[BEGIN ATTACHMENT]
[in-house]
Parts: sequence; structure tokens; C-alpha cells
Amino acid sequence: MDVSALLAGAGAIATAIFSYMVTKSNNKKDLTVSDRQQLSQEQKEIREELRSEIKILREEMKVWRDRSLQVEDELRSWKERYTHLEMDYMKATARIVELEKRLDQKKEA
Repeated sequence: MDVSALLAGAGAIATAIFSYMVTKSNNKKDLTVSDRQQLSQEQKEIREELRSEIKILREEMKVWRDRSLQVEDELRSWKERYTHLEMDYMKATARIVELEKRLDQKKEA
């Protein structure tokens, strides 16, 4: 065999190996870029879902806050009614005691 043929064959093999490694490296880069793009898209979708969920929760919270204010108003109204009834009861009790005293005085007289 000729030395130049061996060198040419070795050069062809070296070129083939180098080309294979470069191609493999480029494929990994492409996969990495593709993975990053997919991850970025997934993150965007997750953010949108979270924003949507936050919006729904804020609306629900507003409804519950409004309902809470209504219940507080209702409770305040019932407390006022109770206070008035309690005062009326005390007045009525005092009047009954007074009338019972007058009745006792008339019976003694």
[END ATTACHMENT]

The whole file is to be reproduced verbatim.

[in-house]
Parts: sequence; structure tokens; C-alpha cells
Amino acid sequence: MDVSALLAGAGAIATAIFSYMVTKSNNKKDLTVSDRQQLSQEQKEIREELRSEIKILREEMKVWRDRSLQVEDELRSWKERYTHLEMDYMKATARIVELEKRLDQKKEA
Repeated sequence: MDVSALLAGAGAIATAIFSYMVTKSNNKKDLTVSDRQQLSQEQKEIREELRSEIKILREEMKVWRDRSLQVEDELRSWKERYTHLEMDYMKATARIVELEKRLDQKKEA
């Protein structure tokens, strides 16, 4: 065999190996870029879902806050009614005691 043929064959093999490694490296880069793009898209979708969920929760919270204010108003109204009834009861009790005293005085007289 000729030395130049061996060198040419070795050069062809070296070129083939180098080309294979470069191609493999480029494929990994492409996969990495593709993975990053997919991850970025997934993150965007997750953010949108979270924003949507936050919006729904804020609306629900507003409804519950409004309902809470209504219940507080209702409770305040019932407390006022109770206070008035309690005062009326005390007045009525005092009047009954007074009338019972007058009745006792008339019976003694």